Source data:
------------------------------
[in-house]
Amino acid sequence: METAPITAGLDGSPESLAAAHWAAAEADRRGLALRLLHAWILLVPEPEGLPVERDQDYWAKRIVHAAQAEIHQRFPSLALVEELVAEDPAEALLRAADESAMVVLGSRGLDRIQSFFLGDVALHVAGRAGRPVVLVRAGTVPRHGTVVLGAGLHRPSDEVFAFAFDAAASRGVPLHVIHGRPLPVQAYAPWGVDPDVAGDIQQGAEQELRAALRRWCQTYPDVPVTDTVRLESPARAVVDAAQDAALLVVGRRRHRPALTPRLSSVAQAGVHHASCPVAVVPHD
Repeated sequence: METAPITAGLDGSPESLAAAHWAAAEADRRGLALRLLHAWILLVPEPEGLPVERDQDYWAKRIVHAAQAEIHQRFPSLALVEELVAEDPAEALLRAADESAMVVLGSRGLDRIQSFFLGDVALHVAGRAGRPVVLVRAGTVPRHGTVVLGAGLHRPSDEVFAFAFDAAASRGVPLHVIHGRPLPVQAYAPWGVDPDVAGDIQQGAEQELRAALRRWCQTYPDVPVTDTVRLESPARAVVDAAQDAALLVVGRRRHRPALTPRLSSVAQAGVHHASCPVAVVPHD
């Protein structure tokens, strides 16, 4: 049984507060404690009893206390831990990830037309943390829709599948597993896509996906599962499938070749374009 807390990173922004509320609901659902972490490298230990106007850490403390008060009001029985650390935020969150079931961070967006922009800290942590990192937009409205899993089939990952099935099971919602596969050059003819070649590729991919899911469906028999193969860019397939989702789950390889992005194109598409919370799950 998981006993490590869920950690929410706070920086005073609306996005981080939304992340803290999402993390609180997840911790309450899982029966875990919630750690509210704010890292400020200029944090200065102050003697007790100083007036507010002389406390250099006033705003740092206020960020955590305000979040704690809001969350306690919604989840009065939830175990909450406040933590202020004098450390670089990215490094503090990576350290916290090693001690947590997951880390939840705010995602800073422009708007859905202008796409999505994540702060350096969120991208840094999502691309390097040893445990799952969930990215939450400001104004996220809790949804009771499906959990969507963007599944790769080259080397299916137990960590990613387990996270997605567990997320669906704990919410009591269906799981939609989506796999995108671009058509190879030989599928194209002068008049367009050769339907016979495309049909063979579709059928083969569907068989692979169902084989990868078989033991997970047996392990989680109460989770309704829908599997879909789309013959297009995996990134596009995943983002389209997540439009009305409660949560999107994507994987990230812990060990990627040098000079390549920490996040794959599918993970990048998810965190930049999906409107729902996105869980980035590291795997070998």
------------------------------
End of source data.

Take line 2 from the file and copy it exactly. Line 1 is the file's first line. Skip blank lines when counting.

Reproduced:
Amino acid sequence: METAPITAGLDGSPESLAAAHWAAAEADRRGLALRLLHAWILLVPEPEGLPVERDQDYWAKRIVHAAQAEIHQRFPSLALVEELVAEDPAEALLRAADESAMVVLGSRGLDRIQSFFLGDVALHVAGRAGRPVVLVRAGTVPRHGTVVLGAGLHRPSDEVFAFAFDAAASRGVPLHVIHGRPLPVQAYAPWGVDPDVAGDIQQGAEQELRAALRRWCQTYPDVPVTDTVRLESPARAVVDAAQDAALLVVGRRRHRPALTPRLSSVAQAGVHHASCPVAVVPHD